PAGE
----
Olivier Assayas's film on the aftermath of May 1968 is infantile ultra-leftism
JOE GLENTON explains his need to respond to a world that is unsustainably divided
looking at the career of Joe Strummer
It's just over 10 years since Joe Strummer left this mortal coil. It's certainly true that absence makes the heart grow fonder as the number of celebrations and commemorations taking place last week was considerable. Back in the summer we had the Strummer of Love festival.
Although it was perfectly clear during his lifetime that Strummer was a one-off, his stature as a radical cultural and political figure has only grown since 2002 as the dearth of protest singers and politically motivated musicians today becomes ever more pronounced.
A cottage industry of books and websites about him has grown up since he died - most tend to beatify him. This is wrong because he was not without many contradictions - most obviously between elements of his personal life and his political convictions.
But that is to be expected of anyone and makes that point that we should not put people on pedestals. That said, whatever the clashes between the personal and political in his life, there is no taking away from the fact that he was a spokesman for a generation and a very radical and authoritative one at that.
His platform was not just as the lyrisist of The Clash and his last band the Mescaleros but also as someone prepared to use his public profile to further progressive causes.
Throughout his life Strummer played many benefits gigs including for the striking miners and firefighters. Important as these were in putting his money where his mouth was, he reached many more by writing lyrics which imparted a political education.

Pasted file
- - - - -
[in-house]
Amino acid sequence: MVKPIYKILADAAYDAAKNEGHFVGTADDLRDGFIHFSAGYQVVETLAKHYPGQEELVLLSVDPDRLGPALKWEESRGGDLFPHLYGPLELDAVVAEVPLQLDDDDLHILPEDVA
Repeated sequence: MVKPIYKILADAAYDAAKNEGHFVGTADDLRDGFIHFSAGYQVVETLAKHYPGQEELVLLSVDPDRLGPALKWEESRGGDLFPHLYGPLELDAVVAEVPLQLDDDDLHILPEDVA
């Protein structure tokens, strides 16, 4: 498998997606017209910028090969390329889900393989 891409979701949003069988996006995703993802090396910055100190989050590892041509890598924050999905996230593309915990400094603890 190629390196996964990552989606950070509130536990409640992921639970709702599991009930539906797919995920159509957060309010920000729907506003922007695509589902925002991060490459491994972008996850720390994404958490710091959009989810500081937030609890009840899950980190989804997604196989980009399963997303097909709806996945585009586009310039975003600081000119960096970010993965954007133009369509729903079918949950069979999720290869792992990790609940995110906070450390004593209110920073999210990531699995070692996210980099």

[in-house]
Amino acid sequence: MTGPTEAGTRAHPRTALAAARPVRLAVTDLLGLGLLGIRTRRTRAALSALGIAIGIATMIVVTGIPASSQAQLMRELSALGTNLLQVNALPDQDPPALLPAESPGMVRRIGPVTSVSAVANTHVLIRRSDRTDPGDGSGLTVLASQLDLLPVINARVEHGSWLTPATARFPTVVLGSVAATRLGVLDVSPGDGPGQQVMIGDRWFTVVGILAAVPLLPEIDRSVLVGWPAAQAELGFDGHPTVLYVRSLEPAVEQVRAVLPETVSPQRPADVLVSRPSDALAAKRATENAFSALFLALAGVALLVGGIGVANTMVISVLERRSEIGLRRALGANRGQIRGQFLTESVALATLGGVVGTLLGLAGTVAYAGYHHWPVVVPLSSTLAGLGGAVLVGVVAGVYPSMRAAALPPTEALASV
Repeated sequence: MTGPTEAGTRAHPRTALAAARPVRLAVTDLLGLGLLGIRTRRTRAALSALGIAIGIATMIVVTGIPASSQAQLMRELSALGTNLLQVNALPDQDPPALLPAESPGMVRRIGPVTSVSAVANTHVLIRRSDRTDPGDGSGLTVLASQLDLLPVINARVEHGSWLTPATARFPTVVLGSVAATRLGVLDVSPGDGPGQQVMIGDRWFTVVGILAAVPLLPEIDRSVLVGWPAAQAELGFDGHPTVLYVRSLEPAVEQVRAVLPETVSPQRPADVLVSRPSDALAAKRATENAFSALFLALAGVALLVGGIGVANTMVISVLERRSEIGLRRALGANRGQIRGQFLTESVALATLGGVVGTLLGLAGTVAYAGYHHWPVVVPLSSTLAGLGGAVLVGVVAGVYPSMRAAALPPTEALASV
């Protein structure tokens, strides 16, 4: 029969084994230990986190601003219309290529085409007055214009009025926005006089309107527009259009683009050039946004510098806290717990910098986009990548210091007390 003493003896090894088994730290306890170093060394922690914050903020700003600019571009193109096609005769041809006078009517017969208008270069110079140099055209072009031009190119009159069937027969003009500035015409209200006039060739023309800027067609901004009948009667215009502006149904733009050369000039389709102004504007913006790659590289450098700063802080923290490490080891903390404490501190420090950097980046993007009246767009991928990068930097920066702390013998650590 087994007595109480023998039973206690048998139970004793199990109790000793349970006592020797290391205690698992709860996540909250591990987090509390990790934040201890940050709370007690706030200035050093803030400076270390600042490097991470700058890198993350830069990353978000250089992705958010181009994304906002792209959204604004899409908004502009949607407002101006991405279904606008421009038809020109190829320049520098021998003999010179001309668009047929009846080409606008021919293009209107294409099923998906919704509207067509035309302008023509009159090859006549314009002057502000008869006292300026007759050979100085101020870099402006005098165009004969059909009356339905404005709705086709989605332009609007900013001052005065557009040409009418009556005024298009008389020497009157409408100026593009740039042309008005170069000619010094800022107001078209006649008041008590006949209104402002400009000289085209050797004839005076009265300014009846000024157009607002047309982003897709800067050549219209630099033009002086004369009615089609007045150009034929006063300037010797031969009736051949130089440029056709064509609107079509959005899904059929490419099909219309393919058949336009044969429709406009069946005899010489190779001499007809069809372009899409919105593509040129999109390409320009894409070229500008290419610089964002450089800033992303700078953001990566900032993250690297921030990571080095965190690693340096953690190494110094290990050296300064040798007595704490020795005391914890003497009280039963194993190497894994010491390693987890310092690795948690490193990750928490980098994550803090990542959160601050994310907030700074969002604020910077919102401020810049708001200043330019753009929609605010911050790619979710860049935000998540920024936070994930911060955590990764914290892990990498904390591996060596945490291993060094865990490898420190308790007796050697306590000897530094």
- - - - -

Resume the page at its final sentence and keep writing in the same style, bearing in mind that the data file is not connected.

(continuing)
He said the anger of disaffected youth at home was legitimate but critically needed to be creatively directed. It was a case of "don't just get angry - get even."
As a citizen of the world, Strummer also wrote trenchant criticism of imperialism, dictatorship, war and militarism especially of the US-sponsored variety.
Naming an album after the Sandinistas in Nicaragua was just one instance when he encouraged draft resistance. When this song The Call Up was released its B-side was Stop The World - an anti-nuclear anthem. It was a fundraiser for CND.
As a radical musician, Strummer was also ahead of his time when it came to environmental issues. It did not stop with just the lyrics. He was instrumental in setting up Future Forests, an organisation dedicated to planting trees in various parts of the world to combat global warming and was the first artist to make the recording, pressing and distribution of his records carbon neutral. Future Forests planted Rebel's Wood in his honour on Skye.
Fans and followers often told him that his lyrics and personal example "had changed their lives."
All Strummer said and did stemmed from two fundamental questions - why are things the way they are, and do they have to be this way? This meant that social change for the better was at least possible because, he insisted, "the future is unwritten."
Fans would be let in through back windows to gigs, invited to after-show parties and the price of records was deliberately kept down. He felt it was his responsibility to be the friend of the fans - so much so that he wouldn't leave the venue until every fan who wanted to speak to him had.
But there was more to his appeal that just the ability to empathise. While he could be like his fans - the "ordinary Joe" who was good at listening to them and their tales - he also had the ability to be a confident, at times cocksure, radical spokesman.
It was for both these reasons that he had fans and that these fans looked up to him.
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